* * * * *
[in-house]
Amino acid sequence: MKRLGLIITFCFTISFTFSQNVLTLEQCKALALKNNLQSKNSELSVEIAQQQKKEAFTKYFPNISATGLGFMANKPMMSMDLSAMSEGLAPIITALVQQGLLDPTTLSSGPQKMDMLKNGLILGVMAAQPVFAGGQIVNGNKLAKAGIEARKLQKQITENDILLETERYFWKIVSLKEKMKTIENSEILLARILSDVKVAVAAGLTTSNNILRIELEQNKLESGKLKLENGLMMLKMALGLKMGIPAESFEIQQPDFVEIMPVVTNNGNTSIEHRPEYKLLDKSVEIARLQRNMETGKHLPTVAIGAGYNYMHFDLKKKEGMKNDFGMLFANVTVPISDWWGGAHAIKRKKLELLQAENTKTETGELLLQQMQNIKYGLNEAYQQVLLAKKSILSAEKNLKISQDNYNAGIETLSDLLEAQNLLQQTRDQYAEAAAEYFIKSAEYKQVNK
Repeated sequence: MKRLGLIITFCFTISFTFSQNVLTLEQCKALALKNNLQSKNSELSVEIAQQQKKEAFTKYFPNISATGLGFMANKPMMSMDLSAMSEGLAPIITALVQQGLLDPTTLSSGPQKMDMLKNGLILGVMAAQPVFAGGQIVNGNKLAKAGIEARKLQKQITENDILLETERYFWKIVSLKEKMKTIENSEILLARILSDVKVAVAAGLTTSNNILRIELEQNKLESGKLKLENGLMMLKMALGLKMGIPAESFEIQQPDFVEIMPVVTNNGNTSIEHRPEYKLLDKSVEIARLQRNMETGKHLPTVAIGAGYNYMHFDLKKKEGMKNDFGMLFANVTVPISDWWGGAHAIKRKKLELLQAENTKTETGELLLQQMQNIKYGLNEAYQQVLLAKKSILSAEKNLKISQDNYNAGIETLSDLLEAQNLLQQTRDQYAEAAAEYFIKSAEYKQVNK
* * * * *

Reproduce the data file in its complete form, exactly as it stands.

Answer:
[in-house]
Amino acid sequence: MKRLGLIITFCFTISFTFSQNVLTLEQCKALALKNNLQSKNSELSVEIAQQQKKEAFTKYFPNISATGLGFMANKPMMSMDLSAMSEGLAPIITALVQQGLLDPTTLSSGPQKMDMLKNGLILGVMAAQPVFAGGQIVNGNKLAKAGIEARKLQKQITENDILLETERYFWKIVSLKEKMKTIENSEILLARILSDVKVAVAAGLTTSNNILRIELEQNKLESGKLKLENGLMMLKMALGLKMGIPAESFEIQQPDFVEIMPVVTNNGNTSIEHRPEYKLLDKSVEIARLQRNMETGKHLPTVAIGAGYNYMHFDLKKKEGMKNDFGMLFANVTVPISDWWGGAHAIKRKKLELLQAENTKTETGELLLQQMQNIKYGLNEAYQQVLLAKKSILSAEKNLKISQDNYNAGIETLSDLLEAQNLLQQTRDQYAEAAAEYFIKSAEYKQVNK
Repeated sequence: MKRLGLIITFCFTISFTFSQNVLTLEQCKALALKNNLQSKNSELSVEIAQQQKKEAFTKYFPNISATGLGFMANKPMMSMDLSAMSEGLAPIITALVQQGLLDPTTLSSGPQKMDMLKNGLILGVMAAQPVFAGGQIVNGNKLAKAGIEARKLQKQITENDILLETERYFWKIVSLKEKMKTIENSEILLARILSDVKVAVAAGLTTSNNILRIELEQNKLESGKLKLENGLMMLKMALGLKMGIPAESFEIQQPDFVEIMPVVTNNGNTSIEHRPEYKLLDKSVEIARLQRNMETGKHLPTVAIGAGYNYMHFDLKKKEGMKNDFGMLFANVTVPISDWWGGAHAIKRKKLELLQAENTKTETGELLLQQMQNIKYGLNEAYQQVLLAKKSILSAEKNLKISQDNYNAGIETLSDLLEAQNLLQQTRDQYAEAAAEYFIKSAEYKQVNK